Recently, I decided to experiment with Amazon Web Services‘ Simple Storage Service (S3) for online backups. This was predicated by my DLT7000 tape drive dying; when I discovered the repair cost is nearly $400, I decided to do a cost-benefit analysis using the S3 platform as a proof-of-concept before sending it off to the shop. Today’s post will review the results of that analysis.
Some Background Information…
I use Amanda to run backups twice a week on a fourteen tape (tapecycle 14 tapes) rotation, specifying that I want full backups of everything at least every four weeks (dumpcycle 4 weeks). This gives me (almost) two full copies of all my data; I didn’t have sixteen tapes at the time of setting it up. Each DLTIV tape (in DLT7000 mode) holds at least 35GB of data uncompressed; I generally assume each tape will hold 40GB of real data.
Replicating The Setup Using S3
Amanda 2.6.x provides a new Device API to abstract backup devices, so that Amanda can talk to more than just tapes or even virtual tapes; it can now use CDs, DVDs, and of course, Amazon S3, since someone has written an S3 driver using the Device API. My server platform, FreeBSD, does not yet include Amanda 2.6.x, but there is a port in the works, so I took the plunge and installed the testing port.
The Amanda S3 implementation emulates a tape changer, with each "tape" being a directory within an S3 bucket. Following the howto, I set up a changer.conf with the following configuration (I’ve changed the actual public key name for security):
multieject 0 gravity 0 needeject 0 ejectdelay 0 statefile /usr/local/var/amanda/changer-status firstslot 1 lastslot 14 slot 1 s3:0KGS4MZZ7G0WZY4AA803-backups/s3/slot-01 slot 2 s3:0KGS4MZZ7G0WZY4AA803-backups/s3/slot-02 slot 3 s3:0KGS4MZZ7G0WZY4AA803-backups/s3/slot-03 slot 4 s3:0KGS4MZZ7G0WZY4AA803-backups/s3/slot-04 slot 5 s3:0KGS4MZZ7G0WZY4AA803-backups/s3/slot-05 slot 6 s3:0KGS4MZZ7G0WZY4AA803-backups/s3/slot-06 slot 7 s3:0KGS4MZZ7G0WZY4AA803-backups/s3/slot-07 slot 8 s3:0KGS4MZZ7G0WZY4AA803-backups/s3/slot-08 slot 9 s3:0KGS4MZZ7G0WZY4AA803-backups/s3/slot-09 slot 10 s3:0KGS4MZZ7G0WZY4AA803-backups/s3/slot-10 slot 11 s3:0KGS4MZZ7G0WZY4AA803-backups/s3/slot-11 slot 12 s3:0KGS4MZZ7G0WZY4AA803-backups/s3/slot-12 slot 13 s3:0KGS4MZZ7G0WZY4AA803-backups/s3/slot-13 slot 14 s3:0KGS4MZZ7G0WZY4AA803-backups/s3/slot-14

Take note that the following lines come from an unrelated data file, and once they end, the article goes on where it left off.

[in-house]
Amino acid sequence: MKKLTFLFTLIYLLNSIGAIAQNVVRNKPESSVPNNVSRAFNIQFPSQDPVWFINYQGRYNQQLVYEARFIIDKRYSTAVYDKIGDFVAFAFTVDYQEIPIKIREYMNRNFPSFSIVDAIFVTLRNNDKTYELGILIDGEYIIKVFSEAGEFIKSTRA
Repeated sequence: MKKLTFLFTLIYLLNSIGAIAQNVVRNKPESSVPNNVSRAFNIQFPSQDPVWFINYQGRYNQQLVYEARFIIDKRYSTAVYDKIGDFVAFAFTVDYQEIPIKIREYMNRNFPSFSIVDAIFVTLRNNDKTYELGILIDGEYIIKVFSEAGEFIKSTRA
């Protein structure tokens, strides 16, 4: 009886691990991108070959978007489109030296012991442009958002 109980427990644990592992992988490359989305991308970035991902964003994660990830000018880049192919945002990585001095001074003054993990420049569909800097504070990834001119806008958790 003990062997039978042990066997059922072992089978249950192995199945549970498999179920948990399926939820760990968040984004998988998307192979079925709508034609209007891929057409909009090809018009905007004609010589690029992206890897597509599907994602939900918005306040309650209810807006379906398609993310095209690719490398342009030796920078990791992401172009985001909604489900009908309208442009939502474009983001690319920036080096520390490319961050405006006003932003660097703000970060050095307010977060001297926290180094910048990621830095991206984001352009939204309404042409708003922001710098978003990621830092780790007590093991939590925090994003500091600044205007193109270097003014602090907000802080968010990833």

Most of the other configuration items from the HowTo were replicated as-is.
Functional Testing Results
I found no major flaws in the functionality of backing up to S3 using Amanda; everything worked as advertised, to the credit of the Amanda development team. However, in addition to the technical pros and cons of backing up to the Internet, I wanted to analyze whether this is a feasible solution on a speed and cost basis.
Analysis of Backup Time
It’s immediately clear that backing up 40GB of data to the Internet using a consumer-grade DSL link is going to take forever:
Therefore this solution is not really suitable for home use. But even over a 10Mbps SDSL link, backing up 40GB still takes a while:
Analysis of Costs
S3’s pricing model is clearly described on their website and is a combination of actual storage cost, plus inbound/outbound bandwidth. (I will neglect the cost of requests for the purposes of this discussion as they are negligible.) Obviously, actual costs of backing up to S3 will depend on the frequency at which your data changes, and as such, the size of each backup.
For my use case, let’s assume a uniform backup size for each virtual tape ("slot") of 0.25 * 40 GB = 10 GB (in order to make the arithmetic easy). This results in:
10 GB/backup * 2 backups/week * 4 weeks/month * $0.10/GB = $8/month for data transfer
If the "virtual tape library" is fully populated with data, ongoing storage costs are:
14 tapes * 10 GB/tape * $0.150 GB/month = $21/month for storage
resulting in a total bill of $29/month.
What this exercise has proved to me is that S3 is a good backup option only if you have both a high speed link, and very little data to back up, not just because of the speed factor, but because the operating costs are high. It’s great that commodity storage is so cheap now that pseudo-HA storage can be had for $0.15/GB/month, but throw enough GB and months at it and you will still have a sizeable bill by the end. In this example, by not using S3, I will recoup my $400 investment in repairing the DLT drive in a little over a year — which is why Nortek has my drive for repair. I probably will end up using S3 to back up my office computer though; my home directory contains less than 10 GB and I probably only need to keep one or two copies for disaster recovery.